In Davy Chou’s upcoming feature Diamond Island, actor Noun Sobon (left) plays Bora, a village boy who gets work in construction on Koh Pich, while actress Khim Samnang is a middle-class girl and the object of Bora’s affections. Photo supplied
Davy Chou's Diamond Island to screen at Cannes
Tue, 19 April 2016 ppp
French-Cambodian filmmaker Davy Chou’s upcoming feature film Diamond Island is set to be screened at France’s prestigious Cannes film festival in May this year.
The festival announced yesterday that the film had been chosen as part of the competitive program for the La Semaine de la Critique (Critic’s Week), which focuses on discovering new talents.
Prizes include €15,000 (about $17,000) and a distribution grant worth €20,000.
It will be the second Cambodian film to be shown at this year’s festival, with Rithy Panh’s Exil in the official selection’s “special screenings” section.
Diamond Island tells the story of 18-year-old Bora who leaves his village in Kampong Chhnang to work on the construction sites of Koh Pich (Diamond Island) in Phnom Penh where he encounters his estranged older brother who introduces him to the world of Cambodia’s emerging middle-class youth.
“What I wanted while making this film is to tell a story of today in Cambodia, to film modern Cambodian youth from different social classes, and to capture something of the current march to modernisation the country is passing through,” Chou, 32, said. “It’s a very special time in my eyes and there are stories worth telling about it.”
Chou, whose short Cambodia 2099 was screened at Cannes in 2014, said Diamond Island’s selection gave him a “strong feeling of joy” and saw it as a reward for all the time and energy he and his team had put into the film.
“I used to attend the festival in my twenties, as a simple cinephile, watching five films a day,” he said. “Being part of it as a filmmaker one day was surely a dream, but I honestly didn’t really expect it to happen.
“The selection of Cambodia 2099 in 2014 at the Directors Fortnight was a huge surprise, so after you tasted it, you definitely want to come back.”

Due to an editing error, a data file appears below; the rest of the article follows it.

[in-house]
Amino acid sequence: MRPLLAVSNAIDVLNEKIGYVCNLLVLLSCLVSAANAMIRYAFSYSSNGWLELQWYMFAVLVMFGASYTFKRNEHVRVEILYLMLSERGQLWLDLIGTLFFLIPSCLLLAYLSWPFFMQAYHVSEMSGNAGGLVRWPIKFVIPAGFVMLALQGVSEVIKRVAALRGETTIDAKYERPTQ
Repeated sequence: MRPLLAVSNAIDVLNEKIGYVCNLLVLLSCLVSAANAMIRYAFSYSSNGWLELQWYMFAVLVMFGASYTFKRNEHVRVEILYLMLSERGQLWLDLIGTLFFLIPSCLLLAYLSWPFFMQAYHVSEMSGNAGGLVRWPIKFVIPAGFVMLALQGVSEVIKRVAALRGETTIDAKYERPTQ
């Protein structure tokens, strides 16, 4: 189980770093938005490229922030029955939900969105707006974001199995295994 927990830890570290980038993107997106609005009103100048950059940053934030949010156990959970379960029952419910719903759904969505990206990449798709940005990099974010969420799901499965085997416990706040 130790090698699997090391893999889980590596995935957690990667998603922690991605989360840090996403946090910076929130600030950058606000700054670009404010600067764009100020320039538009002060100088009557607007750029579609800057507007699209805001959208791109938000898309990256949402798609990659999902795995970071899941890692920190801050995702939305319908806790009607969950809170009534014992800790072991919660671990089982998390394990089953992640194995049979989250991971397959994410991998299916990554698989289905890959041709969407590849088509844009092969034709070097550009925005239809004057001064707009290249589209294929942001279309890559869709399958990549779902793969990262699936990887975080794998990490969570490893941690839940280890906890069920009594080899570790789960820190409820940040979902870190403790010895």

Shooting on Diamond Island with a French and Cambodian crew of about 40 people only finished in January, so Chou was forced to submit an unfinished version of the film.
“Editing was final, but [we had not finished] sound mixing and colour grading yet,” he said. “So I’m even more glad the film got selected.”
Cambodian Film Commission technical assistance Cedric Eloy said the commission was glad to have two Cambodian films at Cannes this year.
“It’s great to see [a] Cambodian diaspora director shooting in Cambodia and taking films to Cannes,” Eloy said via email.
“CFC has supported Davy Chou’s films [one doco, one short, one feature] since the beginning and we are proud to see that the film is starting a brilliant festival career.
“In the last few years, Cambodian films directed by Cambodian directors have been awarded in Rotterdam IDFA, Busan Film Festival, Tokyo IFF, which shows that even though the core of the film industry of Cambodia is still small, there is enough talent and creativity as well as a favourable environment with support from CFC and Bophana Center which leads Cambodian filmmakers to the highest level.”
Chou – who is also producing another film with his friend Kavich Neang – said he wasn’t sure when Diamond Island would be shown to Cambodian audiences, but hoped the premiere would be at this year’s Cambodia International Film Festival in December.
“Wait and see!” he said.